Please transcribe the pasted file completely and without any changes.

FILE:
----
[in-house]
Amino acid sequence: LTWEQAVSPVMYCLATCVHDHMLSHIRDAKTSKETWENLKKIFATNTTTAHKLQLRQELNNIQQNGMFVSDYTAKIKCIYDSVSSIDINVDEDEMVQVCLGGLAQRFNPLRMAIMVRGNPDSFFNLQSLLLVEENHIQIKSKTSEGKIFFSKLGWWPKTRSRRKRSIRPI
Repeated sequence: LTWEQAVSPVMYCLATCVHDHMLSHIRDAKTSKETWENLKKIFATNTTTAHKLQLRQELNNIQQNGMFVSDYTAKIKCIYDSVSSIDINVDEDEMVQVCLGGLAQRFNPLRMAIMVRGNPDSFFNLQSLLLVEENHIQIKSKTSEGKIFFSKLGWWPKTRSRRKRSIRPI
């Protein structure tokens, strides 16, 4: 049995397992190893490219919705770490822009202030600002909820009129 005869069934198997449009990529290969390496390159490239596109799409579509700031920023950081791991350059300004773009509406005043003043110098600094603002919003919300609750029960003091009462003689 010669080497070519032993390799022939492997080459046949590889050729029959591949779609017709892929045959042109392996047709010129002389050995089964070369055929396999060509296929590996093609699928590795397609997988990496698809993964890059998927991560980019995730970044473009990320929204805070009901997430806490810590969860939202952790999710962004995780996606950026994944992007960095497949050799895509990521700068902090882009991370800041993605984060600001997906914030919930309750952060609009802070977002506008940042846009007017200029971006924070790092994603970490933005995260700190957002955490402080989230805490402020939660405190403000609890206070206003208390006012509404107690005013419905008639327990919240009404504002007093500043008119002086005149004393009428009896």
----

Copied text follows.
[in-house]
Amino acid sequence: LTWEQAVSPVMYCLATCVHDHMLSHIRDAKTSKETWENLKKIFATNTTTAHKLQLRQELNNIQQNGMFVSDYTAKIKCIYDSVSSIDINVDEDEMVQVCLGGLAQRFNPLRMAIMVRGNPDSFFNLQSLLLVEENHIQIKSKTSEGKIFFSKLGWWPKTRSRRKRSIRPI
Repeated sequence: LTWEQAVSPVMYCLATCVHDHMLSHIRDAKTSKETWENLKKIFATNTTTAHKLQLRQELNNIQQNGMFVSDYTAKIKCIYDSVSSIDINVDEDEMVQVCLGGLAQRFNPLRMAIMVRGNPDSFFNLQSLLLVEENHIQIKSKTSEGKIFFSKLGWWPKTRSRRKRSIRPI
């Protein structure tokens, strides 16, 4: 049995397992190893490219919705770490822009202030600002909820009129 005869069934198997449009990529290969390496390159490239596109799409579509700031920023950081791991350059300004773009509406005043003043110098600094603002919003919300609750029960003091009462003689 010669080497070519032993390799022939492997080459046949590889050729029959591949779609017709892929045959042109392996047709010129002389050995089964070369055929396999060509296929590996093609699928590795397609997988990496698809993964890059998927991560980019995730970044473009990320929204805070009901997430806490810590969860939202952790999710962004995780996606950026994944992007960095497949050799895509990521700068902090882009991370800041993605984060600001997906914030919930309750952060609009802070977002506008940042846009007017200029971006924070790092994603970490933005995260700190957002955490402080989230805490402020939660405190403000609890206070206003208390006012509404107690005013419905008639327990919240009404504002007093500043008119002086005149004393009428009896």